Why Habitat Matters to Brook Trout

Fishing Regulations Vermont Freshwater Fishing


Why Habitat Really Matters to the Wild Brook Trout (and why they’re so small)

There are many waterfalls and cascades that are only enjoyed by the rare few that venture off road in search
of wilderness brook trout.

Depth and cover are important for brook trout because of the second most defining characteristic of brook trout biology, namely that it is really hard to be a brook trout.

Because of the brook trout’s all-important need for cold water, they are often limited to relatively small, shallow streams. At least, that is the case in much of Vermont. Living in small, shallow streams is difficult for several reasons. Fish in tight quarters are easier targets for predators like mink, otters, herons, and kingfishers. It can be especially easy for predators during summer droughts when brook trout are forced to congregate in the relatively few deep pools or at cold spring seeps. Winter can be even more difficult as brook trout find themselves squeezed into even tighter quarters by ice sheets that can take up most of the water column.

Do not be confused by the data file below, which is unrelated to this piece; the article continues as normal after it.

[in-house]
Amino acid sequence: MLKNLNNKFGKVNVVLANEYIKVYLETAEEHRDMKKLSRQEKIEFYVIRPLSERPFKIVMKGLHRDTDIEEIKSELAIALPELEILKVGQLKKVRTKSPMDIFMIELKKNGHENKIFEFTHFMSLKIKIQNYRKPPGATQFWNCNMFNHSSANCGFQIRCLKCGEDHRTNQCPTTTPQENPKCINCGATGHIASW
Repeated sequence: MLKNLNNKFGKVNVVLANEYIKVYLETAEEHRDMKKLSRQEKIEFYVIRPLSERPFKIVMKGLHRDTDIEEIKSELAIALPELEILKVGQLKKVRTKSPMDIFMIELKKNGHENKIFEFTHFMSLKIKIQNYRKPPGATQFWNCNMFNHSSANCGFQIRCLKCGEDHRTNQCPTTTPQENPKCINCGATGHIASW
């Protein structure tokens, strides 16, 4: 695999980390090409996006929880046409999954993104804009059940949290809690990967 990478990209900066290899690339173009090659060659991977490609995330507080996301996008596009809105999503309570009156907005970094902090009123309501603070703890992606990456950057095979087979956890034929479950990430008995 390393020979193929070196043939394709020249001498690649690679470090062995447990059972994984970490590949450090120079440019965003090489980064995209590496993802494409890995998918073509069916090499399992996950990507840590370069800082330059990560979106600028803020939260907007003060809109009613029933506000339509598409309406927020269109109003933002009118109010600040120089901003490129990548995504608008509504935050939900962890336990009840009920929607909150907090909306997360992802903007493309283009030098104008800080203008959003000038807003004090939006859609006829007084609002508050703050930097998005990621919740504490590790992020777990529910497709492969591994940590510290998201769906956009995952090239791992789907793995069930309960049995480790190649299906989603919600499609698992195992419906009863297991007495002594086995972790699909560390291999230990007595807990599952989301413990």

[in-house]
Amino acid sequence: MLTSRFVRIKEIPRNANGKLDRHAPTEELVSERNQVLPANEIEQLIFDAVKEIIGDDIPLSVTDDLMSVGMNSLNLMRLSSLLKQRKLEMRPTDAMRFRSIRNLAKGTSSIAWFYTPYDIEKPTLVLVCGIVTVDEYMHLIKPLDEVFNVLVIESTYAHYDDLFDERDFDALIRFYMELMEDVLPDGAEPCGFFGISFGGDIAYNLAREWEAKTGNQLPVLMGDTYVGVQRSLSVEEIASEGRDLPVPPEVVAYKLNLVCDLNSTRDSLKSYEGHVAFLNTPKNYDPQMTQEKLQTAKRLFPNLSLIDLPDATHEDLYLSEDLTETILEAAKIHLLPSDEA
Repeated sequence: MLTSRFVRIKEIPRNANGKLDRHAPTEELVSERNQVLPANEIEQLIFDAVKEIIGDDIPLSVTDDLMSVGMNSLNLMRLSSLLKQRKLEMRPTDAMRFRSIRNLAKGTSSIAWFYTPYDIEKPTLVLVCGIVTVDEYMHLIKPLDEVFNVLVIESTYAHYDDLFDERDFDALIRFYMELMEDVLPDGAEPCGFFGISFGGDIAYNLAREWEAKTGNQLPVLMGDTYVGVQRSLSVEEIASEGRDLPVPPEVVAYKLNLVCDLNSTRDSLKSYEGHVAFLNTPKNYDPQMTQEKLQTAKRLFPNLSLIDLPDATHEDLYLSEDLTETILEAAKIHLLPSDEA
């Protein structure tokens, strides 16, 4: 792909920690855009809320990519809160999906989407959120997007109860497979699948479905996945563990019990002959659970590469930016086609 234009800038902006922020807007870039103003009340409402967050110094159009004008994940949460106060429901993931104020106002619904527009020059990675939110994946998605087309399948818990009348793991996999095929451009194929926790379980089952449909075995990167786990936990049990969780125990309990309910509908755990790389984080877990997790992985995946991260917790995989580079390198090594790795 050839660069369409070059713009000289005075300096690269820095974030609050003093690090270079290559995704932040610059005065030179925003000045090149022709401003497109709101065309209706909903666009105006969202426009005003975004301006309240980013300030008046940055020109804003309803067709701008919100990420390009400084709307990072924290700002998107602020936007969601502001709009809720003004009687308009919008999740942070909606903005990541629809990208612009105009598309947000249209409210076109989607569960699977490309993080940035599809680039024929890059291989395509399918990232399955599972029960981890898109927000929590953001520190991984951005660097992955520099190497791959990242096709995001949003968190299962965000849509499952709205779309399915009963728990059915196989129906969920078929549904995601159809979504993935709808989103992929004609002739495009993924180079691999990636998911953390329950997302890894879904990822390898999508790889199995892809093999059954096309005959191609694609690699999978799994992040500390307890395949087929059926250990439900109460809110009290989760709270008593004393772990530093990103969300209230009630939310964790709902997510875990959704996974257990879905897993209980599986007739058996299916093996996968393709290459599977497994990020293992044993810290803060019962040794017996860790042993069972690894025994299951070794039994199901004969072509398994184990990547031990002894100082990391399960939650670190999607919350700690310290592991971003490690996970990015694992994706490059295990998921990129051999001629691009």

This hard life is why stream-dwelling brook trout tend to be small. They only reach trophy proportions in ponds and larger rivers where they have adequate cold water, depth, and food to allow for multiple year survival and fast growth. In their more typical small stream habitat, they have a high mortality rate, which means that each fish has a very high likelihood of dying of natural causes each year. In Vermont streams, approximately 90% of brook trout are less than 6 inches long, which roughly corresponds to 2 years of age. This is true even in streams that see little or no fishing effort. They don’t have time to grow to large sizes, but they don’t need to because they mature early, with some brook trout able to reproduce at age one and nearly all reproducing by age two. They are also prolific spawners, keeping the streams well-stocked with the next generation. The brook trout’s high mortality and reproductive rates mean that anglers should feel good about keeping some fish for the table, especially on lightly fished back-country streams. If anglers don’t harvest them, predators or Old Man Winter surely will.